The hang-off cradle 2 is supported on the edge of the vessel deck 8 by a structural grillage 9 cantilevered on the vessel side 10.

FIG. 2 is showing the execution of the first sequence of deployment operation, with the object 14 with slings 15 and associated first roundel 3a being lowered down the first 1000 meter of the water depth on the crane wire 16 with the crane hook 11 and the crane boom 12, while the first 1000 meter of fibre rope section 4a connected to the first roundel 3a is freely run out from the storage reel 13 located on the vessel deck 8.

The object 14, being a structure or process unit, is suspended from the roundel 3a by slings with shackles 15.

The rope storage reel 13 is capable of storing typically two 1000 meter rope sections.

The execution of the first sequence of the deployment operation is shown completed in FIG. 3, where lowering of the first 1000 meter of fibre rope section 4a has ended and been supported in the cradle 2 by landing the second roundel 3b, which has been connected to the first rope section, into it. The crane hook 11 and grommet 6 are disconnected from the first roundel 3a and heaved up and located beneath the crane boom 12. The second fibre rope section 4b remains on the storage reel 13, ready to be pulled out and connected via the second roundel 3b to the first rope section 4a.

FIG. 4 is showing the execution of the second sequence of the deployment operation, with the crane hook 11 connected to the second roundel 3b on top of the first rope section 4a, by lowering the object 14 the next 1000 meter while the second rope section 4b is connected to the same roundel 3b and is freely unreeled from the deck storage reel 13. The object 14 will then reach a depth of 2000 meter.

FIG. 5 is showing the second sequence of the deployment when completed, with the object 14 suspended in the two first 1000 meter rope sections 4a and 4b from the support mechanism on the edge of the vessel deck 8, and with the crane hook 11 disconnected from the object 14 and heaved up. Deck storage reel 13 is now empty.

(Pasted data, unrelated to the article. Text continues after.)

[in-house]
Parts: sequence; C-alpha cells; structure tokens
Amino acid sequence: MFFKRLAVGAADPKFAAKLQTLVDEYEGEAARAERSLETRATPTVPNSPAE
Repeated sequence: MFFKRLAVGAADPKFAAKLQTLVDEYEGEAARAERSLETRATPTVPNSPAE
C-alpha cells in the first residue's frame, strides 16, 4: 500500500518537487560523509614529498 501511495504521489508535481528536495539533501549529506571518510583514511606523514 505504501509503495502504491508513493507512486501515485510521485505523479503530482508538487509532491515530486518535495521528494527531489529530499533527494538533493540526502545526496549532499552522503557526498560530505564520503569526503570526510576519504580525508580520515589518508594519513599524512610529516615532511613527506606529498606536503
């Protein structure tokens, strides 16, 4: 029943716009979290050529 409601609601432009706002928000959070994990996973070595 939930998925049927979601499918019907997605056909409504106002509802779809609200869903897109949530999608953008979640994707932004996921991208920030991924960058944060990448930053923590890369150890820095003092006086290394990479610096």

FIG. 6 is showing the execution of the third sequence of the deployment operation, with the crane hook 11 connected to the third roundel 3c on top of the second rope section 4b, by lowering the object 14 the last 1000 meter to the seabed. The object 14 will then reach a depth of 3000 meter.

FIG. 7 is side and front elevation drawings of the support mechanism 1, showing an elevator tower 17 introduced whenever needed under special sea swell condition, allowing a passive heave compensator (not shown) to be connected to the hang-off cradle 2 whenever the roundel 3 with the object load is supported in the cradle. The passive heave compensator is connected to the cradle via a shackle 20 and a wire line 18 running on sheaves 19. The cradle is fitted with a guide shoe 21, allowing the assembly to run vertically along the elevator-guide 22 with a typical stroke of 2-3 meter.

FIG. 8 is side and front elevation drawings and an enlarged detail of the support mechanism 1 with the main item now being an elevator tower 17 but without the cradle. Whenever special sea swell condition requires passive heave compensating, this arrangement allows a roundel 3 to be connected directly between a passive heave compensator (not shown) and a rope section 4, without the support of any cradle 2. The passive heave compensator is connected to the roundel via a shackle 20 and a wire line 18 running on sheaves 19 onto the passive heave compensator and possibly also a winch, if required. The roundel will run vertically along the elevator-guide 22, allowing a stroke of typical 2-3 meter. An access platform 24 shown stippled is connected to the roundel 3 to ease the access for rigging work on the roundel. The platform is made detachable by a double key 25 and key-hole 26 locking mechanism, as indicated on the roundel 3. A small auxiliary crane will probably be adequate to assist rigging personnel in the re-rigging of the roundel for each new lowering step.